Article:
Consumer Psychology

Truth, Lies and Product Descriptions – The Power of Association [Study]

More evidence about the power of association (vs. persuasion) in marketing. A new online study by the University of Houston has found that simply adding buzzwords associated with an attractive benefit makes a product appear more attractive – independently of any persuasion attempt.  The study, by Dr Temple Northup looked at buzzwords associated with the idea of healthy food (organic, whole grain, organic…) and found that when you add these buzzwords to product descriptions, the perception of the products described improved. Influence by association, not persuasion.

The lesson?  Rather than limit yourself to the hard task of persuading your customers to buy, use the power of association. Capture positive and popular associations (buzzwords, words, forms, emotions, colours…) that people make around a core benefit, and then add those to the product description – and watch sales increase!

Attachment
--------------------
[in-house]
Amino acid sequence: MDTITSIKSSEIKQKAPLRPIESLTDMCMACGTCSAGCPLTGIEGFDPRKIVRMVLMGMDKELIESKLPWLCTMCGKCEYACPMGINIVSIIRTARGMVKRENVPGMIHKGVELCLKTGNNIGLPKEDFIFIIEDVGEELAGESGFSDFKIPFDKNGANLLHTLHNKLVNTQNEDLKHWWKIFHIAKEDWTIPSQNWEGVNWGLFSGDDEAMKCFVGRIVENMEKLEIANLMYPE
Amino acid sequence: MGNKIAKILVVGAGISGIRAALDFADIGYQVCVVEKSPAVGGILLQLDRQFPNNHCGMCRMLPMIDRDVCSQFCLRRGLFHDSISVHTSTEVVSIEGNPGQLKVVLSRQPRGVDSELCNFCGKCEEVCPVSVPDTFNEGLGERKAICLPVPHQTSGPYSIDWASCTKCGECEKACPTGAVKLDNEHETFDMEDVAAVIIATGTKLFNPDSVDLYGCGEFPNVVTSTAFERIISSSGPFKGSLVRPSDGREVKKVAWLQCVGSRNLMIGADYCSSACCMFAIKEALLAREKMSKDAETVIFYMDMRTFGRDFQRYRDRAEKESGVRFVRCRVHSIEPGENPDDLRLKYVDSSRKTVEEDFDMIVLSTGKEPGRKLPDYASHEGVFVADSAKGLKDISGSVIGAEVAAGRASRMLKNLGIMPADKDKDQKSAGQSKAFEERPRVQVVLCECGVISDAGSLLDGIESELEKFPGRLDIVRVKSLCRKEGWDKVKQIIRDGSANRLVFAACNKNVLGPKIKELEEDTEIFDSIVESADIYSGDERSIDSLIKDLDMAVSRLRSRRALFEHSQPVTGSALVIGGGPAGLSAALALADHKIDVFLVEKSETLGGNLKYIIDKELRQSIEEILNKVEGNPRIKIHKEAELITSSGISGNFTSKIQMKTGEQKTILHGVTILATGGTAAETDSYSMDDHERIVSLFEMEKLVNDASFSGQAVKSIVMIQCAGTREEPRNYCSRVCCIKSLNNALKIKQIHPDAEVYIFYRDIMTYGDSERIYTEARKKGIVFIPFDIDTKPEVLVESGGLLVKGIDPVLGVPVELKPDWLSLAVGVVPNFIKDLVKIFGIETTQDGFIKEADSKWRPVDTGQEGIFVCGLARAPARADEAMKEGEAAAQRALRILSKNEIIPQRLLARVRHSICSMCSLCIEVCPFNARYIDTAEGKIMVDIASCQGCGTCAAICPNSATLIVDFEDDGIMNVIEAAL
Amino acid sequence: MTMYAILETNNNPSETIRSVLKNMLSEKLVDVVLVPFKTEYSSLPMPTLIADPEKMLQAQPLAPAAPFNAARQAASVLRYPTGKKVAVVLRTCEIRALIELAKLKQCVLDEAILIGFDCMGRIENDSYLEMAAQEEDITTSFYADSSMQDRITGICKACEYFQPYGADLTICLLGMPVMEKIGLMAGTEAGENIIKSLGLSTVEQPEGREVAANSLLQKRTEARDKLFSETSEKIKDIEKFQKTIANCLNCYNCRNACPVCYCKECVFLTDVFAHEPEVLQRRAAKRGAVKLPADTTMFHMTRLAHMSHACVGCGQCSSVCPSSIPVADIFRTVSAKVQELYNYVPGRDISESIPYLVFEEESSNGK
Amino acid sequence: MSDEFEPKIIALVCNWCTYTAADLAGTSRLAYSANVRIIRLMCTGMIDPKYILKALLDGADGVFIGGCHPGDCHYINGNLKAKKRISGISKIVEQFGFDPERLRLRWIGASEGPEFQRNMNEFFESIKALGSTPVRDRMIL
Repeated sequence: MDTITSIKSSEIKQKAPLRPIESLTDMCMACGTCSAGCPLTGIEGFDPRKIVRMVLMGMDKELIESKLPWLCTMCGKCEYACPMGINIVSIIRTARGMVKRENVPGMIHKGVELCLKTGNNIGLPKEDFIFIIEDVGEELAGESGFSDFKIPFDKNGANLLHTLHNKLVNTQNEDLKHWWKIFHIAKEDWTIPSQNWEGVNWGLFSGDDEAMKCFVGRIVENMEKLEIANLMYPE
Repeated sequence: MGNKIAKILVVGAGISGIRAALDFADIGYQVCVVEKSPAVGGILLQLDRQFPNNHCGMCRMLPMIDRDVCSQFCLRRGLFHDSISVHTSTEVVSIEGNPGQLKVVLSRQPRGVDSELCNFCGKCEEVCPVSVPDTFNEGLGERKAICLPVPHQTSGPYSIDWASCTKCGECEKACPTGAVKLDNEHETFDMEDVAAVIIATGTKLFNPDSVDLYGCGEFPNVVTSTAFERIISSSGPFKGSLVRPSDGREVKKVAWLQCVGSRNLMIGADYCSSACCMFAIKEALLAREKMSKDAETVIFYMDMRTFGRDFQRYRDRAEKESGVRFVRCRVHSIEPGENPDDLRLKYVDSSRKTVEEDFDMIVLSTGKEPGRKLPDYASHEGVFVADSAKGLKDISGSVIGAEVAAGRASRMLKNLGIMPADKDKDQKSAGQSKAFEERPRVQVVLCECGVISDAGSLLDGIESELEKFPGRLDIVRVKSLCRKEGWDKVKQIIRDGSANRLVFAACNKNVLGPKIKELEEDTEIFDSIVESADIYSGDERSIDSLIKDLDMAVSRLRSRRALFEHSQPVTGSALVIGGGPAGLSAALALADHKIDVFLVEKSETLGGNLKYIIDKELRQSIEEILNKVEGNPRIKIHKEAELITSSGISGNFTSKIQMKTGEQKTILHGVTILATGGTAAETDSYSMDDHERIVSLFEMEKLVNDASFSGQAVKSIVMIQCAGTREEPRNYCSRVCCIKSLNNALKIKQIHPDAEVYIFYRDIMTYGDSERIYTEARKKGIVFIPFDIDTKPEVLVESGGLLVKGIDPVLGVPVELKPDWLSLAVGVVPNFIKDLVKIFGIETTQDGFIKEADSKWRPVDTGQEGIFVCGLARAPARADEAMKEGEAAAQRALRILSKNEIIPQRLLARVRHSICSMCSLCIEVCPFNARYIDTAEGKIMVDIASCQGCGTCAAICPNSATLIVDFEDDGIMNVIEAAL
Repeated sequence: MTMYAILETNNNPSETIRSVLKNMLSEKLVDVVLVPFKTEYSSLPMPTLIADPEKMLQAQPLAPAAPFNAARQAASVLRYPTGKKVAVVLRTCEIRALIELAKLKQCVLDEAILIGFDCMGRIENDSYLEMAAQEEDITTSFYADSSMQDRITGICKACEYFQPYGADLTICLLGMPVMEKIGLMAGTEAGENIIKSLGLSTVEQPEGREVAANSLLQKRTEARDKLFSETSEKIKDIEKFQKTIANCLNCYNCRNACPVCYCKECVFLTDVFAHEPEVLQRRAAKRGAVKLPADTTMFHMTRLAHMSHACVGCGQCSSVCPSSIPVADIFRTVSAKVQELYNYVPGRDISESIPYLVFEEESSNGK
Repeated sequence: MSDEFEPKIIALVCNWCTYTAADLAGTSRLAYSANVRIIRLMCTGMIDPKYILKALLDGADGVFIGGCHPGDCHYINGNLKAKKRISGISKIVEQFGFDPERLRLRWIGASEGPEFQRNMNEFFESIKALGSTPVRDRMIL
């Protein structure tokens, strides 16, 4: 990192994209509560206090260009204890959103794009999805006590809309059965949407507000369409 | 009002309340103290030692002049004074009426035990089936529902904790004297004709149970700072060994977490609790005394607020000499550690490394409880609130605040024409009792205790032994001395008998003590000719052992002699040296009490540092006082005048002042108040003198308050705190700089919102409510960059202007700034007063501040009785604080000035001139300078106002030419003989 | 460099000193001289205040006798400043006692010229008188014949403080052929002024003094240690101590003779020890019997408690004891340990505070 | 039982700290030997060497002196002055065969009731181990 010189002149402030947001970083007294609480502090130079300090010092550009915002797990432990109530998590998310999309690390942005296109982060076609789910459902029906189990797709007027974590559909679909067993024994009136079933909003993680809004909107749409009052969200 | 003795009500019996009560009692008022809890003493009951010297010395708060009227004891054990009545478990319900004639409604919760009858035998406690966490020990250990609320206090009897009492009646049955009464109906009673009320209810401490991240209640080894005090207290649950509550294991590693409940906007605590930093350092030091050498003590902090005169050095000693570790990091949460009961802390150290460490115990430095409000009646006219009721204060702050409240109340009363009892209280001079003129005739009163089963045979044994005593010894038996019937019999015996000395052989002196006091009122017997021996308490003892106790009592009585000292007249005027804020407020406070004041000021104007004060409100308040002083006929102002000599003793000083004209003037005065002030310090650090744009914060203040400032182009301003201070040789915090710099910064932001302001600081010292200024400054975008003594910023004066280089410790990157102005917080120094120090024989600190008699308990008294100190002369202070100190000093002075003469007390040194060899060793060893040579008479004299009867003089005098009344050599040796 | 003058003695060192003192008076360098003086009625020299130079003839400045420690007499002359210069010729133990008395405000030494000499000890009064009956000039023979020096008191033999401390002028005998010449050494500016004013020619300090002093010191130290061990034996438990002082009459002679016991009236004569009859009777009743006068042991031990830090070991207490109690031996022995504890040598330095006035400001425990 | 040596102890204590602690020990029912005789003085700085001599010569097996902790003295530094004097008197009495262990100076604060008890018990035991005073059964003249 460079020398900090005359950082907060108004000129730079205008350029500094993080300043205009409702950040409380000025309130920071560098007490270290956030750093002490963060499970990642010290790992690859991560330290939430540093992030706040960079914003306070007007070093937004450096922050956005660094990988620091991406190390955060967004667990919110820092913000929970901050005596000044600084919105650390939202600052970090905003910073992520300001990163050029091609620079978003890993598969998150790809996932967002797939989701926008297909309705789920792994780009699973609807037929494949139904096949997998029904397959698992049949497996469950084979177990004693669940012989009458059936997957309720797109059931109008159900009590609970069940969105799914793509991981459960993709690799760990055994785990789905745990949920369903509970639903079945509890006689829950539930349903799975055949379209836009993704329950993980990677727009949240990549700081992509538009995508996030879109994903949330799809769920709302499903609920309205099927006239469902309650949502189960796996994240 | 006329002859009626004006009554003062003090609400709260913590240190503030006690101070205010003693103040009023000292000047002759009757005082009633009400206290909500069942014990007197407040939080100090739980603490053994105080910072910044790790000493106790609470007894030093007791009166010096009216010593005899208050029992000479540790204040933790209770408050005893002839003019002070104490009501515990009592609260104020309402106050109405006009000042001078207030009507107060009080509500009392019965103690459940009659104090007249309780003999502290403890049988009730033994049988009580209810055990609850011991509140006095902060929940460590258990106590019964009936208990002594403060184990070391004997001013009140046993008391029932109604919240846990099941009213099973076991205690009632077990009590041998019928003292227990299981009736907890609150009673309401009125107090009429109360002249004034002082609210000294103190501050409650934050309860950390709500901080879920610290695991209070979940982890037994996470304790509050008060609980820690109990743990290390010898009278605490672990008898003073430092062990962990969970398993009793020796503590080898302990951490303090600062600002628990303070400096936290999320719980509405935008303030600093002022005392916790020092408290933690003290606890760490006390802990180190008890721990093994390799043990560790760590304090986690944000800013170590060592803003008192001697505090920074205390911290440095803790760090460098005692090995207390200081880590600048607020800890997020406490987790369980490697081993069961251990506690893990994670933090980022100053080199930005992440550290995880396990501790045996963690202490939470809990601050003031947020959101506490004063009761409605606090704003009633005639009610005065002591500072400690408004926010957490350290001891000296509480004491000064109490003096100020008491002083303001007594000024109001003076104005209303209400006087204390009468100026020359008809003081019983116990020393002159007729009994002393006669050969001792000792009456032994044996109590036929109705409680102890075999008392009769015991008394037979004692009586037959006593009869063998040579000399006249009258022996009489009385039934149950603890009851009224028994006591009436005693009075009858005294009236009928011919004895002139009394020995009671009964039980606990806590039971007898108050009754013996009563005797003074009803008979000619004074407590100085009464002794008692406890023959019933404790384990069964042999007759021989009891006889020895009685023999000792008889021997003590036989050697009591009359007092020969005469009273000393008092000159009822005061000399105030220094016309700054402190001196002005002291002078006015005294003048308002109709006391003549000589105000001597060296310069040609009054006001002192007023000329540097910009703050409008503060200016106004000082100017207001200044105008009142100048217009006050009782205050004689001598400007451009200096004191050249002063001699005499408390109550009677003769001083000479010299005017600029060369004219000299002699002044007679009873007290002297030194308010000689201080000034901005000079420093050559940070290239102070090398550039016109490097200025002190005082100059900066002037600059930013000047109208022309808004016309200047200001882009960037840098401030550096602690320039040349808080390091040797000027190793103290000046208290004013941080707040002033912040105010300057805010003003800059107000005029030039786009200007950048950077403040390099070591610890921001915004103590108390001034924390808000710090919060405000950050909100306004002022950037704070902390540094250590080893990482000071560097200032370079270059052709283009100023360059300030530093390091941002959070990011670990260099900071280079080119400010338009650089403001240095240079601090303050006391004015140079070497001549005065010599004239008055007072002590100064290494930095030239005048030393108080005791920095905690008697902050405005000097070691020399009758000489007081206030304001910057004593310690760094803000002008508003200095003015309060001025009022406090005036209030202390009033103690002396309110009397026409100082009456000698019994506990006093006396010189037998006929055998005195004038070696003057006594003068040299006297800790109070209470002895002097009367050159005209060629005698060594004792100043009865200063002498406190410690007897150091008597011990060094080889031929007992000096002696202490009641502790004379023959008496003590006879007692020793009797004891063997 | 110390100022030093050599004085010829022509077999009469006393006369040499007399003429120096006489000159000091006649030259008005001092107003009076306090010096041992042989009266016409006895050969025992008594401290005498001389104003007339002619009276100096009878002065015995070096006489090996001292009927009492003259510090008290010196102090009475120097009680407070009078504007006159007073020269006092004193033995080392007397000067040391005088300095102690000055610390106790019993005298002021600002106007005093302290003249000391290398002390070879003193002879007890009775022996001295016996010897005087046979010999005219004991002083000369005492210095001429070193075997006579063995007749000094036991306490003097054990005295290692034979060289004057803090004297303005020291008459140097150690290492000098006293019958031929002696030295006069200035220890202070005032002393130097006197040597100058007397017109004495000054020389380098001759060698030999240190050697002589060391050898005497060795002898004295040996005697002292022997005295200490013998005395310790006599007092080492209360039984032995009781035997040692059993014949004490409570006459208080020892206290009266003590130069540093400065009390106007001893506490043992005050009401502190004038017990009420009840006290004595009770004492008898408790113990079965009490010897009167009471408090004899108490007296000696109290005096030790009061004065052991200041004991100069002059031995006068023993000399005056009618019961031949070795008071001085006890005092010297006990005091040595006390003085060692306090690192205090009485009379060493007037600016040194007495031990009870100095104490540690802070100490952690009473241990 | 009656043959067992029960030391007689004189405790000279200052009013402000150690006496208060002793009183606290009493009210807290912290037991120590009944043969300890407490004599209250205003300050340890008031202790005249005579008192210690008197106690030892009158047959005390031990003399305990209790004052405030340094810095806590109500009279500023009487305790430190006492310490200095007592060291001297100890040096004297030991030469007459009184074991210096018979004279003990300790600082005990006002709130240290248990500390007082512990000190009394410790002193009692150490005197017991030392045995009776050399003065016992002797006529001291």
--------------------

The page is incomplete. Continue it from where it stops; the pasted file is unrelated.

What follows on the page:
Truth, Lies, and Packaging: How Food Marketing Creates a False Sense of Health

The psychology behind this study combines basic priming with the associational nature of human memory.  Mentally, the concept of healthiness is stored in our minds as a cluster of associations we make around the idea of healthiness.  In other words, the associations we make around the idea of healthiness effectively define the meaning of healthiness for us (just as the associations friends make around you effectively define who you are – for your friends).  By using these mental associations in pack or sales copy, we activate the idea of the benefit, without having to persuade.  Simple. And smart.

Chartered psychologist specialising in consumer behaviour, wellbeing and technology. Certified CX professional experienced in Design Thinking. A researcher, writer and speaker, Paul is head of Digital Insight at SYZYGY.

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